Once a judgment has been issued, no further action can take place for five days. This time, the parties have the opportunity to appeal.
If the tenant disagrees with the judgment, they can file an appeal within five days of the judgment. If the appeal is granted, the eviction process may be delayed or halted.
#5. Writ of Possession
Once there is a final judgment, the landlord can ask the judge for a writ of possession. This allows the constable to remove the tenant and their property from the rental.
Other Eviction-Related Forms in Texas
In addition to the eviction notice, there are other forms utilized within the eviction process by the parties, such as:
Other Eviction-Related Forms
The Civil Case Information Sheet. The person who files the lawsuit is required to fill out this form to provide certain basic information about the case.
Military Status Affidavit form. This form is used in Texas courts to verify whether a respondent in a legal case is a member of the military or not.
Petition for Eviction from Residential Premises. The form is used by a landlord (referred to as the “Plaintiff”) to seek possession of their property from their tenant (referred to as the “Defendant”) for various reasons, such as failure to pay rent, violation of the lease, or holding over after termination of the right to possession.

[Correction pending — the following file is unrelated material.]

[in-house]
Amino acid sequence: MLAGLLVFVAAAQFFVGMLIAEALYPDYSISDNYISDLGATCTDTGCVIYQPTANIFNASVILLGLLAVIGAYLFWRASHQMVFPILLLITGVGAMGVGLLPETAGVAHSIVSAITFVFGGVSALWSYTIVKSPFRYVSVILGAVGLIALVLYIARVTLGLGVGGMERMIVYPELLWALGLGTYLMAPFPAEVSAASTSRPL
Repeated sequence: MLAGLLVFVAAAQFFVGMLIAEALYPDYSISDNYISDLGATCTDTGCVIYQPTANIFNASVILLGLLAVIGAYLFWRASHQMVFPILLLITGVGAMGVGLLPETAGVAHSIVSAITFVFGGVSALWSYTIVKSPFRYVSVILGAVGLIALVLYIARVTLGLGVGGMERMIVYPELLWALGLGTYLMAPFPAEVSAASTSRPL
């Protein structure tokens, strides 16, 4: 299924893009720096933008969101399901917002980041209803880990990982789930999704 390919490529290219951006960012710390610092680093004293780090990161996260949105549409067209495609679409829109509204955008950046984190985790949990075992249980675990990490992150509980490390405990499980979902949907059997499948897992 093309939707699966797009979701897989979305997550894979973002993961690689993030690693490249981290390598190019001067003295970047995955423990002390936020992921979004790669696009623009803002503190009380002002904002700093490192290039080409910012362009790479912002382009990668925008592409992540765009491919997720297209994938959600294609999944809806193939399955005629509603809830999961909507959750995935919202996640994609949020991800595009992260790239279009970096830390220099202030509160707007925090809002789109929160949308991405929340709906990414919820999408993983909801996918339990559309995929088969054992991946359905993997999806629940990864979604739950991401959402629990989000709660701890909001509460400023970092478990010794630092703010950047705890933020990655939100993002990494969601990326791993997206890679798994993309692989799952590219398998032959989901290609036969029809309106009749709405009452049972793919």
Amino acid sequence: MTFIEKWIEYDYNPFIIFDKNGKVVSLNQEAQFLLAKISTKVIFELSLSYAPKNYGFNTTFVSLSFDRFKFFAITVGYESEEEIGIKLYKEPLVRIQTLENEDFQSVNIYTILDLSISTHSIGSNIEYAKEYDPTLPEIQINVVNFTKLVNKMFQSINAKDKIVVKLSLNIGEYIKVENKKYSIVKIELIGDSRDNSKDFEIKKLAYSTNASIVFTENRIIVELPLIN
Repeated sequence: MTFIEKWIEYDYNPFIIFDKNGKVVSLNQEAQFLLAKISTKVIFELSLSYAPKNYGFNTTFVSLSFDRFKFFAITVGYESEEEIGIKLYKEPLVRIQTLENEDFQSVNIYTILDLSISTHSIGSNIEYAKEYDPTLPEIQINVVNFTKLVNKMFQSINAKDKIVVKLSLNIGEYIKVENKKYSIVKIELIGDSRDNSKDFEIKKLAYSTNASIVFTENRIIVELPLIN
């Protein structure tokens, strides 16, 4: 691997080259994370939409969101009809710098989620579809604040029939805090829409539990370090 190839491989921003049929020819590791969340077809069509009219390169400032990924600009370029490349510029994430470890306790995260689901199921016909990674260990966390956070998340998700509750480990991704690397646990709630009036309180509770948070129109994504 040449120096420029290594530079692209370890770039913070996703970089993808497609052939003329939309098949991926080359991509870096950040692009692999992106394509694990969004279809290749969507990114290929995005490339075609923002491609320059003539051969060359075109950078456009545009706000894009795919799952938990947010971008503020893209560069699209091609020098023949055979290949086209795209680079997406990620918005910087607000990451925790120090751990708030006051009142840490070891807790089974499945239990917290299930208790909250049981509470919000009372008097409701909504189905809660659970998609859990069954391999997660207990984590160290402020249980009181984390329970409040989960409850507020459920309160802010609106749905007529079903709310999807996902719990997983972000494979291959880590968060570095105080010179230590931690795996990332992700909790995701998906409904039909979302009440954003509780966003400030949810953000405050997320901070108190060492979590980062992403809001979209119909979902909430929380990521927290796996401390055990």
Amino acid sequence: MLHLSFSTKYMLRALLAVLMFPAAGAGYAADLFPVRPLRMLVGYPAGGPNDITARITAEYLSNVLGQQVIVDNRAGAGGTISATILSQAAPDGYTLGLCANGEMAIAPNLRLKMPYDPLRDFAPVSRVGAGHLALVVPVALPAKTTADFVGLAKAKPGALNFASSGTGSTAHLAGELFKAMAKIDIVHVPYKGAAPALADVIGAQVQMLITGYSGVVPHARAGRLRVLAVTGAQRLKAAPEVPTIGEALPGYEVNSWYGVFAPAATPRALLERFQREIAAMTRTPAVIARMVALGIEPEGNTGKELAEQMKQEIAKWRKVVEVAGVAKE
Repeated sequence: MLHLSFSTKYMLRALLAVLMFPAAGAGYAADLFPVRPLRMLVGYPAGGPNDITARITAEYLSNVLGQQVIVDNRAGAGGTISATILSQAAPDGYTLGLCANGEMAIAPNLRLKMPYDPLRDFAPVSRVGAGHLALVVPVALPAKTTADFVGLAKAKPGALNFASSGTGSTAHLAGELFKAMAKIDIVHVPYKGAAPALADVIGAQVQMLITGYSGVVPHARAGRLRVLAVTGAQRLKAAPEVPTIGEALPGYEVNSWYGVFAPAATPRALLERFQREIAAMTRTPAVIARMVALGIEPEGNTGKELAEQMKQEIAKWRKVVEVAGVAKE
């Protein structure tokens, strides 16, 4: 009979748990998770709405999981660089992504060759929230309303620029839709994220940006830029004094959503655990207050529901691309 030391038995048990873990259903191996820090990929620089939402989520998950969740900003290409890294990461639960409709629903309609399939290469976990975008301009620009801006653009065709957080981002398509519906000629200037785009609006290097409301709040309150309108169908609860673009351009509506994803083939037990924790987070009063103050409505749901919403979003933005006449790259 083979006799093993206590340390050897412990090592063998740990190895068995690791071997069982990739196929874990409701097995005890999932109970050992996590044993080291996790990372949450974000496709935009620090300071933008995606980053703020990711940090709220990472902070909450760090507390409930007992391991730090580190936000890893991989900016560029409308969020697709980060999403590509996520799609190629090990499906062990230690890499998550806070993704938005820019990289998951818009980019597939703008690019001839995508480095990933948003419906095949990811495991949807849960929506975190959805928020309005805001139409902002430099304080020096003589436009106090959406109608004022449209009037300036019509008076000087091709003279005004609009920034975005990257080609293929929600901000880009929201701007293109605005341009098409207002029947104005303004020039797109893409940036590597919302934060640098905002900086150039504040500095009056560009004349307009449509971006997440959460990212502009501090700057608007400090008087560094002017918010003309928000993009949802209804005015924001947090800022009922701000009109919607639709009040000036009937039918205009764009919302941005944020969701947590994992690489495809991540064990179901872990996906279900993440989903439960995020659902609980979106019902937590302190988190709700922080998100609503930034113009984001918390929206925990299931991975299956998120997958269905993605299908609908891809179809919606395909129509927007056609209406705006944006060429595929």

Request for Writ of Possession. The form is used by a landlord (Plaintiff) to request the court issue a writ of possession to evict a tenant (defendant) from a rental property.
Eviction Information for Landlords in Texas
Before filing an eviction suit, the landlord must provide the tenant with written notice of their intention to seek eviction. If the tenant remains on the property after receiving the notice, the landlord can file an eviction suit with the appropriate court.
At the hearing, both the landlord and tenant will be required to present evidence and arguments. The judge will then make a determination based on the evidence presented. If the judge rules in favor of the landlord, they can obtain a writ of possession from the court, which allows them to legally remove the tenant and their belongings from the property.
Eviction Information for Tenants in Texas
After receiving an eviction notice, the tenant typically has at least three days to vacate the property before the landlord can file an eviction suit in court.
If the tenant is served with an eviction suit, it is important to attend the hearing and present any evidence or documentation that may help their case. If the judge rules in favor of the landlord, they may obtain a writ of possession and request that the constable remove you and your belongings from the property.
However, there are some defenses that tenants can raise in court, such as improper notice or retaliation by the landlord.
How to Write an Eviction Notice in Texas
Texas Eviction Notice Checklist
Texas Eviction Notice FAQ
In Texas, a landlord can file an eviction notice when a tenant fails to pay rent on time, violates the lease agreement, or holds over beyond the end of the lease term.
A landlord needs to provide an eviction notice to the tenant to initiate the legal eviction process.
The eviction process can vary depending on several factors and usually takes several weeks to a few months.
Yes, a 3-day eviction notice is legal and can be used in certain situations, such as non-payment of rent or lease violations.